• Wikimedia Australia Wikimedia Australia
  • Ryan Donahue Ryan Donahue
  • Sue Gardner Sue Gardner
  • Ruth Kneale Ruth Kneale Ruth Kneale sponsored by the State Library of Queensland
  • Stuart Candy Stuart Candy Keynote Speaker, Dr Stuart Candy - Professional futurist
  • Ingrid Parent Ingrid Parent Ingrid Parent
  • Jenica Rogers Jenica Rogers Jenica Rogers sponsored by the State Library of Queensland
  • Marcus Foth Marcus Foth
  • NLS6 NLS6
Feb 252013
 

Hello library friends,

So, we’re back from NLS6, and I’ve managed to finally write this post. I could say it was the #NLS6plague that made me miss the 48 hour window of opportunity Garry Conroy-Cooper taught us about during the Librarians We Love panel, or the fact that I was busy creating a zombie horde for UTS Play Day  and teaching classes for the start of session… But those would just be excuses, and one of the things that I think we all learned from NLS6 was to stop talking, and start doing.

I’ve been asked to share how I “Do Different”. I’m going to be honest – this mostly involves doing sketchnotes while I’m at conferences.

Librarians We Love  [sketchnotes]

Ellen Forsyth, Garry Conroy-Cooper, Kathryn Greenhill, Kim Tairi, Mylee Joseph, Paul Brown & Sue Hutley panel

I do these for a couple of reasons. One is that when I used to type up my notes, I would never look at them again because they were boring, no matter how awesome the session was. Drawing my notes forces me to listen and makes me engage with the content more. Because there is such a limited space, I have to really listen to figure out what the key parts are, and how I’d like to represent them within one iPad screen. Ashley England, my partner in library crime helps when I’ve been distracted drawing a Delorean for 10 minutes and missed a really good point.

Continue reading »

 February 25, 2013  Posted by at 11:00 am get involved, your nls6 Tagged with: , , , , ,  No Responses »
Nov 162012
 

Handy information in your pocket. That’s what you want in a great travel app, isn’t it? Information to keep you moving, help make the most of an experience in a new place or assist with planning. I’m also a stickler for deriving the most value out of each dollar I spend on travel.

On my recent trip overseas I paid attention to the apps I used most often while on the go. The travel apps listed below are my top 5. These are the ones I referred to frequently for answers and tips, so you know these have been road-tested.

1. Evernote (free) – Okay, not travel specific but its versatility meant I could capture signs and directions to my iPhone, my immediate responses and reactions to experiences, which made for easier reflective writing later. After a day at the symposium, no doubt you’ll have invitations to social and networking opportunities in the evenings, so as soon as an idea strikes during the day, record it. You can return to it when you have the time. Rest easier knowing there’s no need to be distracted from your evening conversation because you’re too busy trying to remember what you thought about a discussion, a presentation or comment.

2. Urbanspoon (free) – By far the easiest way I found places to have brekky, lunch or dinner. (Recommendations from locals help also). But if you’re unfamiliar of a city and not sure what’s around the corner from your accommodation, Urbanspoon can help with places near to you, provide indications of price and what others thought about it.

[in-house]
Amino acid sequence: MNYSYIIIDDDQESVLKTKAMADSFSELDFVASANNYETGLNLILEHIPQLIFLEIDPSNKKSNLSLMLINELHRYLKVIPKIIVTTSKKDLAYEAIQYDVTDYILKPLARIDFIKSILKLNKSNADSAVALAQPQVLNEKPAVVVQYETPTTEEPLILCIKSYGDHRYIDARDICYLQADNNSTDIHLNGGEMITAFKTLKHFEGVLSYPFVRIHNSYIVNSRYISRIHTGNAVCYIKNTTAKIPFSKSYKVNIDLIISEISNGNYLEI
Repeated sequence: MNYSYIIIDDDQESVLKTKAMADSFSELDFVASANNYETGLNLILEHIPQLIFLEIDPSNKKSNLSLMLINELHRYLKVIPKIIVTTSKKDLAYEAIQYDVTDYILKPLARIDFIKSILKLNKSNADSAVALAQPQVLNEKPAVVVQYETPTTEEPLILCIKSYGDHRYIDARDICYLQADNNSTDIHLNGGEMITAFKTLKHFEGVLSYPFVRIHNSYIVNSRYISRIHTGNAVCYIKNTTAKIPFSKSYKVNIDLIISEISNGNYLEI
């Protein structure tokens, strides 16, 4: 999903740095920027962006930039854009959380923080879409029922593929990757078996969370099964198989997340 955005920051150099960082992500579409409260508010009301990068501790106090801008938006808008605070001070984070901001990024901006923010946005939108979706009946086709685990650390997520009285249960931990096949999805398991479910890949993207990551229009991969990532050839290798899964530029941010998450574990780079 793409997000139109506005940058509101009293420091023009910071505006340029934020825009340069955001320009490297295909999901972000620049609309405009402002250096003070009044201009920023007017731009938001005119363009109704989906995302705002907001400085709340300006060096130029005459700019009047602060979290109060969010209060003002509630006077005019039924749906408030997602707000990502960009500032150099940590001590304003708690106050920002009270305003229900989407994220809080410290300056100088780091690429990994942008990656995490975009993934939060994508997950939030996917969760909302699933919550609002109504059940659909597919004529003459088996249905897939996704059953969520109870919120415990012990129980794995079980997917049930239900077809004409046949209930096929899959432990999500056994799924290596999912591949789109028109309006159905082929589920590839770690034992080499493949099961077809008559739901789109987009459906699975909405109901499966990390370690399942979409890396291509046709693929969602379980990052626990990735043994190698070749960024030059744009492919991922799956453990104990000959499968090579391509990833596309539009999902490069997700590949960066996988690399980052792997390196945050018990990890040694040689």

3. Tripadvisor (free) – I don’t book accommodation without checking out reviews first on Tripadvisor. Get reviews and photos from real people on accommodation and attractions around the area. I used Tripadvisor to find popular attractions, and those in and around the neighbourhood I was staying. There’s also a website version, which I actually use most often. I tend to cross check reviews with another handy website – booking.com (there’s an app for that too!).

4. Lonely Planet City Guide ($4.49) – A small price but I wasn’t without a Lonely Planet City Guide on my recent trip. City Guides have essential information for your destination – information about getting around, as well as attractions and walking tours for exploring. I found the City Guide apps helped with ideas for what to do, where things were and planning my sight-seeing. Once downloaded, there are no additional data charges to access the content, great for roaming around.

5. Virgin Australia Flight Specials (free) – This one is probably the most useful airline app I’ve come across so far. Easy search for fares, you can even set up alerts to remind you to grab sale fares for the route to Brisbane or for your favourite destinations. Keep up to date with flight status, manage your booking and check-in for your flight. It’s one jam-packed app!

Other apps specific to Brisbane you can check out are: –

  • South Bank Pocket Guide (free)
  • Airtrain (free)
  • Black and White Cabs (free)
  • Yellow Cabs Brisbane (free)
  • QAGOMA – Queensland Art Gallery, Gallery of Modern Art (free)

The Experience team are here to support your planning for your NLS6. Get to know our team members to spot them at the symposium!
And remember, if you have any questions for the Experience team, please send your emails to experience@newlibrarianssymposium.com.

 November 16, 2012  Posted by at 12:00 pm planning, travel, your nls6 Tagged with: , , , , , ,  No Responses »